Are fantasy sports a form of gambling or a test of skill?

Jolie Vale, Staff Writer

On Nov. 11, New York State Attorney General Eric T. Schneiderman issued cease-and-desist letters to daily fantasy sports sites FanDuel and DraftKings stating that the online gambling industry goes against New York State gaming laws.

According to New York Penal Law 225.00 gambling is defined as “a contest of chance,” and/or “a future contingent event not under [a bettor’s] control or influence.” However gaming laws have been amended several times in New York in order to support horse racing, the New York State Lottery, and several casinos.

Though the issue remains a New York problem, the question of the legality of daily fantasy sports continues to arise across the country.

The argument most daily fantasy sports players tend to focus on is that it is a “true contest” and a game of skill. As the commissioner of a season-long fantasy football league for the past seven years, I decided to test how much skill was truly involved with daily sports.

With no prior history in daily fantasy sports, I signed up for two FanDuel football contests in week 12 and set two very different lineups – one based on my knowledge of fantasy sports and another based exclusively on the rankings found on popular daily fantasy sports sites.

In the league based on rankings I only finished 1,020 out of 3000. However in the contest where I used my own knowledge of fantasy, I finished within the top 500 out of 1,400, winning three times my deposit.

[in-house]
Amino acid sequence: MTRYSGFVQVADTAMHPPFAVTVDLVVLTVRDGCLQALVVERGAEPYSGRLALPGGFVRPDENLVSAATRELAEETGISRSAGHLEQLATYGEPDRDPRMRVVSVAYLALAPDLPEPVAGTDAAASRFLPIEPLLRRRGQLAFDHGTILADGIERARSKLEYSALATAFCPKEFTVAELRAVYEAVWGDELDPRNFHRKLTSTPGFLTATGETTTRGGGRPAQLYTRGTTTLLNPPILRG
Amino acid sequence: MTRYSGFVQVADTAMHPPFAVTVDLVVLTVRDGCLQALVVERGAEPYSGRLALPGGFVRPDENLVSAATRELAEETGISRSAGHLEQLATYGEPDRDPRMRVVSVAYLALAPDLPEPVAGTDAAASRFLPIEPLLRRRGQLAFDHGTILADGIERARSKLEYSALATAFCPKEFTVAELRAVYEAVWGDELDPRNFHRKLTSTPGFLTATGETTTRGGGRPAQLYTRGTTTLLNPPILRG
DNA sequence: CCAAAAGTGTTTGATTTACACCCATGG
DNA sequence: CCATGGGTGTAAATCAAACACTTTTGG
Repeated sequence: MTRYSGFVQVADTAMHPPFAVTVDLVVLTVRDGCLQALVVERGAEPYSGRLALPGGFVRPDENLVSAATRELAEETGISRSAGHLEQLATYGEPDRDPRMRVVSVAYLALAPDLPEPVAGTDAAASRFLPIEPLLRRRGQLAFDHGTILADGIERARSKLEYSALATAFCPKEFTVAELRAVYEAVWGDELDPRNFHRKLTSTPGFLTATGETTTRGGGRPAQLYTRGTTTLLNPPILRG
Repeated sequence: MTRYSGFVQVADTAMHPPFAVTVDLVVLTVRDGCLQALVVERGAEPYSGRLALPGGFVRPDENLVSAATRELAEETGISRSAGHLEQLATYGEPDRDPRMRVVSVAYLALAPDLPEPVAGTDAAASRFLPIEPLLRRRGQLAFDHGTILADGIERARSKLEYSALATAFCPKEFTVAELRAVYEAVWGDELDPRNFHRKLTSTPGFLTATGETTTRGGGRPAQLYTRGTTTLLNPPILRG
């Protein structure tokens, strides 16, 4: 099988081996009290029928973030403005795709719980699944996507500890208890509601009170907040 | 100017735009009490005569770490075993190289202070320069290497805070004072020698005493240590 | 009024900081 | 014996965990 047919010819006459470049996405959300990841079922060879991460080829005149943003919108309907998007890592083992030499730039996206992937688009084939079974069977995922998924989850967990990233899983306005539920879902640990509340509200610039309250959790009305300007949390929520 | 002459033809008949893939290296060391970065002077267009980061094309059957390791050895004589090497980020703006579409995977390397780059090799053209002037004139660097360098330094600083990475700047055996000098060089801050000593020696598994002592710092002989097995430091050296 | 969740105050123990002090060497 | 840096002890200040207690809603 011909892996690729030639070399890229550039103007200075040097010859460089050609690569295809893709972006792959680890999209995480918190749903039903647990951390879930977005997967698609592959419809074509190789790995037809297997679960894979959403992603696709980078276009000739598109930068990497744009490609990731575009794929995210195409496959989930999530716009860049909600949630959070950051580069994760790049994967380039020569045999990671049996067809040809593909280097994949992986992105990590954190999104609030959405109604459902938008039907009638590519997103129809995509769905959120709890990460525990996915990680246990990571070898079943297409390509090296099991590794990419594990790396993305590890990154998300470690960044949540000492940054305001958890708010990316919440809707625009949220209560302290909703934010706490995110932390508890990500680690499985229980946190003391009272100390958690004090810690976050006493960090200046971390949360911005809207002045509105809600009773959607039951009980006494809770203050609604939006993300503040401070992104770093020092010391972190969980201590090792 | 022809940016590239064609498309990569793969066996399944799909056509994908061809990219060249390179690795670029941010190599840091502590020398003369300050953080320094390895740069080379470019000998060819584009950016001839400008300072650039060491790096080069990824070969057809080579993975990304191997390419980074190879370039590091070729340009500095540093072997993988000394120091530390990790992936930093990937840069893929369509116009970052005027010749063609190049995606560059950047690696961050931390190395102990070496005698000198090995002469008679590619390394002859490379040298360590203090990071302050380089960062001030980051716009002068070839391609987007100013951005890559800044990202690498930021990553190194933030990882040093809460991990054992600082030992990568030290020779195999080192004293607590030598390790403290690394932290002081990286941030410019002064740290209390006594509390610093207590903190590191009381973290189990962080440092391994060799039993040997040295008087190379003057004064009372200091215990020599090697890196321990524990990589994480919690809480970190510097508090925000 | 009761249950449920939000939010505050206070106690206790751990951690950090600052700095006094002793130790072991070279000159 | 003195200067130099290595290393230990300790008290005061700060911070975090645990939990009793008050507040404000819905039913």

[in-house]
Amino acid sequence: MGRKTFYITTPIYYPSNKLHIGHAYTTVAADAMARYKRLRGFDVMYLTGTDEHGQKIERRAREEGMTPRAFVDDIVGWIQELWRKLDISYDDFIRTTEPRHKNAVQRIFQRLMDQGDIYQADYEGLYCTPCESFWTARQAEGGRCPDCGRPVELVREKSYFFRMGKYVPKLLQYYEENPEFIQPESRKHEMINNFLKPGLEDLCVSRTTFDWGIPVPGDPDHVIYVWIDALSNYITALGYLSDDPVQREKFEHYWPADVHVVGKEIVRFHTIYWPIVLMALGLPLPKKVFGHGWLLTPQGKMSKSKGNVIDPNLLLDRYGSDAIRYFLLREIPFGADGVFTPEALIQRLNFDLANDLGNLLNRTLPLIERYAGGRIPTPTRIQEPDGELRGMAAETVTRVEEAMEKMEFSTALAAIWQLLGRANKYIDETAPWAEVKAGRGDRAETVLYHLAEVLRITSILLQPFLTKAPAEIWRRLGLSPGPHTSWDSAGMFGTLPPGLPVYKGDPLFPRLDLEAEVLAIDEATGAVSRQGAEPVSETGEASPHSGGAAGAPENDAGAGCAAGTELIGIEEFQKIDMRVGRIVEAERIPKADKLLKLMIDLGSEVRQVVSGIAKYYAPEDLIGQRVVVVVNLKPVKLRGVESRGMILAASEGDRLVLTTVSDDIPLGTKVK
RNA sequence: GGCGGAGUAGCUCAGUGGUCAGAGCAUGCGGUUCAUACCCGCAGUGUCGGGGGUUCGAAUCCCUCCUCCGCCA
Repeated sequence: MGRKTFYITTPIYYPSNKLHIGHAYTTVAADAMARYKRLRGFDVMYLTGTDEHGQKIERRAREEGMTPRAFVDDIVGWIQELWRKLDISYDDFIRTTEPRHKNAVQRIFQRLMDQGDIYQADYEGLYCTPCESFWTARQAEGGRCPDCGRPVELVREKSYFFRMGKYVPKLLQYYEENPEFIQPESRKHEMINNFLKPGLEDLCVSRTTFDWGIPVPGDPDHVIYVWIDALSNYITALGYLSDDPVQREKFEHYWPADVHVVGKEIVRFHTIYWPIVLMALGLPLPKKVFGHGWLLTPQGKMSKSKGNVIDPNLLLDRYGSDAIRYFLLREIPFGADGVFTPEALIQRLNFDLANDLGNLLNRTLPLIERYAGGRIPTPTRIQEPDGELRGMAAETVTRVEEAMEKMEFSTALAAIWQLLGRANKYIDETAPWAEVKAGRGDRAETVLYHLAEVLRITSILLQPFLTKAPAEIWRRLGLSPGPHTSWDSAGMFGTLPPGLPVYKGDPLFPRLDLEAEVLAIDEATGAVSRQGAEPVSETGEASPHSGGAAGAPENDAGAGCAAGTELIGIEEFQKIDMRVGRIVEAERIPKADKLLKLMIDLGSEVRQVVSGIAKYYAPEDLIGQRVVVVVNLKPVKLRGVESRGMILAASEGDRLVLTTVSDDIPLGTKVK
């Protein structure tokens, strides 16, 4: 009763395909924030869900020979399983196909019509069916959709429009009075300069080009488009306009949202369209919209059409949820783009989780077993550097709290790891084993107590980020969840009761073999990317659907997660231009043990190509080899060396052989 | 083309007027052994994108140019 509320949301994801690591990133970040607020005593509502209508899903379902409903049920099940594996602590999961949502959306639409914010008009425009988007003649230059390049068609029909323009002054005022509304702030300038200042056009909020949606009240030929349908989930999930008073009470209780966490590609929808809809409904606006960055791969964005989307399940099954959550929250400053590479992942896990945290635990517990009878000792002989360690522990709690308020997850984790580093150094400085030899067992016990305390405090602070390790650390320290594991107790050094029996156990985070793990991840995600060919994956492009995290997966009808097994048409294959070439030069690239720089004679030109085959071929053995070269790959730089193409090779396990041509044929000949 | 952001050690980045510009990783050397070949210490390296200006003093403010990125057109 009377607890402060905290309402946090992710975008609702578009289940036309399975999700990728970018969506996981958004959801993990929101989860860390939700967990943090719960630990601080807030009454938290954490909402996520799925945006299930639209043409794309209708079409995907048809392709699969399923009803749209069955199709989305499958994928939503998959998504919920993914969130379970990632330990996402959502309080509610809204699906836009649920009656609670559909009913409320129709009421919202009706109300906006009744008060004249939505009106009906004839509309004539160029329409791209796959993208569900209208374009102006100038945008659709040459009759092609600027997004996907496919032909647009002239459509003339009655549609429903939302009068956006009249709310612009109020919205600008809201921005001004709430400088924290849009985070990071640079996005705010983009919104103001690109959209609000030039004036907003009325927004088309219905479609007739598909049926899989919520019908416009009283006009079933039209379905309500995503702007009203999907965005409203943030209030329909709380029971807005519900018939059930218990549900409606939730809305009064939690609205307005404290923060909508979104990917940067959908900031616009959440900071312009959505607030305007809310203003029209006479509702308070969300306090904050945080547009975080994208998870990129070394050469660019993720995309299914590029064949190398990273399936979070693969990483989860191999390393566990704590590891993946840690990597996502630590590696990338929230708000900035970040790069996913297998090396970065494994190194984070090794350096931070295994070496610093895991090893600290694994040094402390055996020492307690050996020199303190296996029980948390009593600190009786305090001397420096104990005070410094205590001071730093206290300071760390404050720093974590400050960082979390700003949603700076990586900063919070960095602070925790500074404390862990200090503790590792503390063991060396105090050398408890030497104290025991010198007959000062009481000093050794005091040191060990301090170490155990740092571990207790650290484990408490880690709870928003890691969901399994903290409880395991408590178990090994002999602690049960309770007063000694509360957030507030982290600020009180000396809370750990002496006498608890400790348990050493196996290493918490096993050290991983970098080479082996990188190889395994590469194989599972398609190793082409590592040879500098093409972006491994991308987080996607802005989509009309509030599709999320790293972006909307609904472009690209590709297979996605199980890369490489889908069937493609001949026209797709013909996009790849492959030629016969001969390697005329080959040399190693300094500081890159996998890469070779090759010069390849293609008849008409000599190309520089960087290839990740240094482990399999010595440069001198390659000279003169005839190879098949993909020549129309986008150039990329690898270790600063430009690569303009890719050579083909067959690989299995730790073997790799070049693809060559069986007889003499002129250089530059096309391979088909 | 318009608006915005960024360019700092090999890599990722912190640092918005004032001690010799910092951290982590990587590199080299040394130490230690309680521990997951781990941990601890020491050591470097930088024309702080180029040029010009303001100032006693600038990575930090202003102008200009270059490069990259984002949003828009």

Since some may argue that this was based on luck I did the same thing the following week with similar results.

Many daily fantasy sports players have also proven skill is needed to win contests, however, New York Justice Manuel Mendez says that the real question lies in what constitutes “a future contingent event” in which bettors hold no influence.

Alternatively, an argument can be made that within the wording of the law, fantasy sports players do not specifically bet on athletes but instead against other bettors.

Though fantasy relies on the skills of athletes that bettors have no control over, daily fantasy sports and season long fantasy requires bettors to choose players based on their probability and scoring ceiling.

Players cannot be chosen simply by who is best, since salary caps limit who bettors can start, but instead who the individual bettor believes to be the best option available at a low price. These picks are ultimately being tested against the picks of other bettors.

Regardless of where one stands on the argument of how skill plays into winning fantasy contests, the truth is the question of daily fantasy’s legality is entirely based on its taxability.

With New York State gaming tax revenue increasing 43 percent to nearly $2 billion after the opening of the states first legal casino it’s hard to believe that the rest of the country won’t follow suit to increase gaming revenue by demanding a stake in the growing fantasy sports industry.